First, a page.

Tags: Cancer | arsenic | cancer | tap | water

Is Your Tap Water Giving You Cancer?

By    |   Tuesday, 08 July 2014 04:50 PM


Even low doses of arsenic in drinking water, similar to what some people might consume, have been linked to lung cancer in a new laboratory study of mice.

The research, conducted by medical investigators with the National Institutes of Health, raises questions about whether current allowable levels of arsenic in tap water are acceptable, Medical Xpress reports.

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Arsenic levels in public drinking water cannot exceed 10 parts per billion (ppb), the standard set by the U.S. Environmental Protection Agency. But there are no established standards for private wells, from which millions of people get their drinking water.
 
In this study, the concentrations given to the mice in their drinking water were 50 ppb, 500 ppb, and 5,000 ppb. 50 ppb is the lowest concentration that has been tested in an animal study, and researchers explained that because of differing rates of metabolism, mice need to be exposed to greater concentrations of arsenic than humans to achieve the same biological dose and similar health effects that might be expected over a lifetime.
 
The results showed more than half of the male mice developed significant increases in benign and malignant lung tumors at the two lower doses (50 ppb and 500 ppb). Females also developed benign tumors at the lower concentrations. Interestingly, the researchers did not find significant increases in lung tumors in either sex at the highest dose (5,000 ppb).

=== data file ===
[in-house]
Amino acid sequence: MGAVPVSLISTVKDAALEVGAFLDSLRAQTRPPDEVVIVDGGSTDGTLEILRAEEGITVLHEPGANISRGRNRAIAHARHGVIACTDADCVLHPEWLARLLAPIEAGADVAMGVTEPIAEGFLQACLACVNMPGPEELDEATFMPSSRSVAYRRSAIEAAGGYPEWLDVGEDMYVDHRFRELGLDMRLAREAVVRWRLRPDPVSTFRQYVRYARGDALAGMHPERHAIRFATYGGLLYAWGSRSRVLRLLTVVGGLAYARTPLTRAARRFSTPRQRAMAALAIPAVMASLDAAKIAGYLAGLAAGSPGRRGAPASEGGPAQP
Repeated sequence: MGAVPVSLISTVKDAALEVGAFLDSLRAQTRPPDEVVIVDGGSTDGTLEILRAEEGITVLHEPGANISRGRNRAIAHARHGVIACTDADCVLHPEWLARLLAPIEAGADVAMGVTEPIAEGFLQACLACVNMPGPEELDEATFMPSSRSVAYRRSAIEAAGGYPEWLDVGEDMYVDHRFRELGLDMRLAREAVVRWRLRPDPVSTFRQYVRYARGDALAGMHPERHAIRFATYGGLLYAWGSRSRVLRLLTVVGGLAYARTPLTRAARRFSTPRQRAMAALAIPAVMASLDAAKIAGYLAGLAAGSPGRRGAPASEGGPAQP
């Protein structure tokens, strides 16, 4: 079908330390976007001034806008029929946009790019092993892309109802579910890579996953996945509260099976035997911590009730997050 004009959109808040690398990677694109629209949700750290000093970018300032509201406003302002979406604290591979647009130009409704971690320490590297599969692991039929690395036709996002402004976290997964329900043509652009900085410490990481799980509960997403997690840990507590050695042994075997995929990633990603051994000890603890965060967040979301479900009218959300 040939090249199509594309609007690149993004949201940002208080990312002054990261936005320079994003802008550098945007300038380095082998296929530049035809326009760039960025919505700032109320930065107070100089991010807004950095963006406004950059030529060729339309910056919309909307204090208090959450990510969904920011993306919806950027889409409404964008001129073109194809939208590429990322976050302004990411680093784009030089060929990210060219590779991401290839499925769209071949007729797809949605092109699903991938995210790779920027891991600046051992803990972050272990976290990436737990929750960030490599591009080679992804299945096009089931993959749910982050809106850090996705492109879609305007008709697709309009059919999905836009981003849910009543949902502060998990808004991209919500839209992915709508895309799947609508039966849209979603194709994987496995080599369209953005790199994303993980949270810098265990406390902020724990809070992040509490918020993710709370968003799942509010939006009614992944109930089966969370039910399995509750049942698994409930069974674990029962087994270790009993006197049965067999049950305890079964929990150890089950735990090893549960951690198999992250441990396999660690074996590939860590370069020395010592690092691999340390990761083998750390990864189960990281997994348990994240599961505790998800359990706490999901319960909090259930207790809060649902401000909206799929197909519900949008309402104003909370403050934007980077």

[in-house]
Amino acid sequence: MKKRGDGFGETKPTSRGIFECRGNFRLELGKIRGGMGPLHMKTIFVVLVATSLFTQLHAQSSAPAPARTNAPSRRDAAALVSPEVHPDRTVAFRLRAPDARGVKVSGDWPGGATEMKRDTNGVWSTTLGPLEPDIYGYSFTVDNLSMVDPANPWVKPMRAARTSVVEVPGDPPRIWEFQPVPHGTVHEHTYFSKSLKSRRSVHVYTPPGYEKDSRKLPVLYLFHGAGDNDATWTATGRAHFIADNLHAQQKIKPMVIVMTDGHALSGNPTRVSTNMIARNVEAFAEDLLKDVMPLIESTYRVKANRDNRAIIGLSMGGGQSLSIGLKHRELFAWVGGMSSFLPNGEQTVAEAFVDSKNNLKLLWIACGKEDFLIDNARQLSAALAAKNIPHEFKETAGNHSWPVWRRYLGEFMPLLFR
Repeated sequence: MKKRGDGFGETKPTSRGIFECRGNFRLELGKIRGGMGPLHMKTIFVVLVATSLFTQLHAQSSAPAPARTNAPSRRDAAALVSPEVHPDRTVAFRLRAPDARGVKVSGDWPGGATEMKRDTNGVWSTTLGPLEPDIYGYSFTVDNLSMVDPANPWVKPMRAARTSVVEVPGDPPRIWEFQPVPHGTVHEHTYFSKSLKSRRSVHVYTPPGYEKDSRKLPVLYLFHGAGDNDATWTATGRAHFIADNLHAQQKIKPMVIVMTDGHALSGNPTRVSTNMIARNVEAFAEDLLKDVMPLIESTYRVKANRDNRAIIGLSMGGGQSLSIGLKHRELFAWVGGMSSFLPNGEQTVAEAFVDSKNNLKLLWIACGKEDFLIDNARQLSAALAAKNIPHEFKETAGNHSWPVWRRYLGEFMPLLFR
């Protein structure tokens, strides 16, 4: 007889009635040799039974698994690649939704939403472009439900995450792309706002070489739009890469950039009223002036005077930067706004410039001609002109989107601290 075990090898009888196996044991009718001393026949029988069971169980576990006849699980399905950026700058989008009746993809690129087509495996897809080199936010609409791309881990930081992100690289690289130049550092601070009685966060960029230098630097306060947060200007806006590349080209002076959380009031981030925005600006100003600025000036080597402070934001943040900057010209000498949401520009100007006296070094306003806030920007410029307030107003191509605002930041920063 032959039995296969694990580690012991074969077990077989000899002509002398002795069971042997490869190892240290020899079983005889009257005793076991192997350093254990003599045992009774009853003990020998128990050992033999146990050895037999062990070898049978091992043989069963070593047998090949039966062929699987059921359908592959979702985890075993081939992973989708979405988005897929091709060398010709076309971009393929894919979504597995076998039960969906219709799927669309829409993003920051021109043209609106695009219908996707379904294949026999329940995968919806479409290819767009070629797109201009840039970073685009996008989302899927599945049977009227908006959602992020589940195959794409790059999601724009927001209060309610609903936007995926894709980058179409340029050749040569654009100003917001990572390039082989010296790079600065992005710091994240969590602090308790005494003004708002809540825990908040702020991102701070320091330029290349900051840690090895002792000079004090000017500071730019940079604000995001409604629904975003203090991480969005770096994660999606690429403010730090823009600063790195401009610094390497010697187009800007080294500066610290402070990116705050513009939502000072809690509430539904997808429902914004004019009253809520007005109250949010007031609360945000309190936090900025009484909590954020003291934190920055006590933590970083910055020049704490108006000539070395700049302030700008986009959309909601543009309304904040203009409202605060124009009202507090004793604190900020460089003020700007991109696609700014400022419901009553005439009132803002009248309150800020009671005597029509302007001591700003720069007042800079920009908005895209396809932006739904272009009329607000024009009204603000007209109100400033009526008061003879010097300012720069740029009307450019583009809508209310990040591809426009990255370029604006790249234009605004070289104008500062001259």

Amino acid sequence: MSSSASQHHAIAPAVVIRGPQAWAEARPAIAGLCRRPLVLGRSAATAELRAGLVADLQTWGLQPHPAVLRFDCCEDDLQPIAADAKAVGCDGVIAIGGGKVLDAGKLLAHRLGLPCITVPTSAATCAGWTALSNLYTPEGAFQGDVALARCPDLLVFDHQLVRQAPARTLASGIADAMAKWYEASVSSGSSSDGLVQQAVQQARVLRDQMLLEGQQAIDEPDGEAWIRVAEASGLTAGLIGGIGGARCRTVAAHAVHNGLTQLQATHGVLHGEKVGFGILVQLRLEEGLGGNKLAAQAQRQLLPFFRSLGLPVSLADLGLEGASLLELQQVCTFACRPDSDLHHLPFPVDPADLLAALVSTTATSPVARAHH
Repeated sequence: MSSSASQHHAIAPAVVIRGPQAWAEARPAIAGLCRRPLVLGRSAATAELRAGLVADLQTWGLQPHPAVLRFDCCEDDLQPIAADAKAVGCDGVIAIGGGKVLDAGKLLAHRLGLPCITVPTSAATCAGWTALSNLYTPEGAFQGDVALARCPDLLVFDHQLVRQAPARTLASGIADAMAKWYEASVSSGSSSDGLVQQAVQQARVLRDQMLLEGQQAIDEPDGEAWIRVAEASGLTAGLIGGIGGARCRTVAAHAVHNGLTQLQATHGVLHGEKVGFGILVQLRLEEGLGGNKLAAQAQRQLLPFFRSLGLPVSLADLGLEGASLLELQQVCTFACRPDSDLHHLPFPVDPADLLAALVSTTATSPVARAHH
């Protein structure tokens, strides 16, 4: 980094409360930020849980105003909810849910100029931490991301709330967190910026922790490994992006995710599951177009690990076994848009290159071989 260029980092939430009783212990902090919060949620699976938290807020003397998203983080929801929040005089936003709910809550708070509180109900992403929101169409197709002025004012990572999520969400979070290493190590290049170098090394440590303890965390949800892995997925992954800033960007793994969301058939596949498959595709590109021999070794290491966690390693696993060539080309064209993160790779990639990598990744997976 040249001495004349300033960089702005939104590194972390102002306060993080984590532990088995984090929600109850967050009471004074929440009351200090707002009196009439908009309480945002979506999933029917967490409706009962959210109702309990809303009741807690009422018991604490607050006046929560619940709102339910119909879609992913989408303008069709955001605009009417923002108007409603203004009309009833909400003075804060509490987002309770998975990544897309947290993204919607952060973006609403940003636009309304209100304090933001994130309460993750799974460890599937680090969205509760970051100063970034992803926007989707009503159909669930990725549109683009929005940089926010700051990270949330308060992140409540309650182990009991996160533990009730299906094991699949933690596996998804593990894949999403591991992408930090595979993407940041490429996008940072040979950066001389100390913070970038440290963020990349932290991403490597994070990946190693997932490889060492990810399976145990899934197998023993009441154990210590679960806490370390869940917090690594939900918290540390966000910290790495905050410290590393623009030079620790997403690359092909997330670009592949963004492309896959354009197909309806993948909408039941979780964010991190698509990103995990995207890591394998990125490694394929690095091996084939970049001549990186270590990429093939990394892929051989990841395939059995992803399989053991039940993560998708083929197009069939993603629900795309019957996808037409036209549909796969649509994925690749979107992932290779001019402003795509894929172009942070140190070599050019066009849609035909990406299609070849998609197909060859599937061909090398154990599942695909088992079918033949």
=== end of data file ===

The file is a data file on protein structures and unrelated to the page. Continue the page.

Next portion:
"This is the first study to show tumor development in animals exposed to very low levels of arsenic, levels similar to which humans might be exposed," said lead researcher Michael Waalkes, director of the National Toxicology Program Laboratory. "The results are unexpected and certainly give cause for concern."
 
Arsenic is a naturally occurring substance and is also tied to human activity. Arsenic is found in many foods, including grains, fruits, and vegetables, which absorb it from the soil and water. This study focused on inorganic arsenic, which often occurs in excess in the drinking water of millions of people worldwide, and has been previously shown to be a human carcinogen.
 
"Although this is only one study, it adds to a growing body of evidence showing adverse health effects from very low exposures to arsenic, raising the possibility that no level of arsenic appears to be safe," said Linda Birnbaum, director of the National Institute of Environmental Health Sciences and NTP.

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Trace amounts of arsenic in drinking water, similar to what some people might consume, have been linked to lung cancer in a new laboratory study of mice.The research, conducted by the NIH, raises questions about whether current arsenic regulations are stringent enough.
arsenic, cancer, tap, water
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2014-50-08
Tuesday, 08 July 2014 04:50 PM
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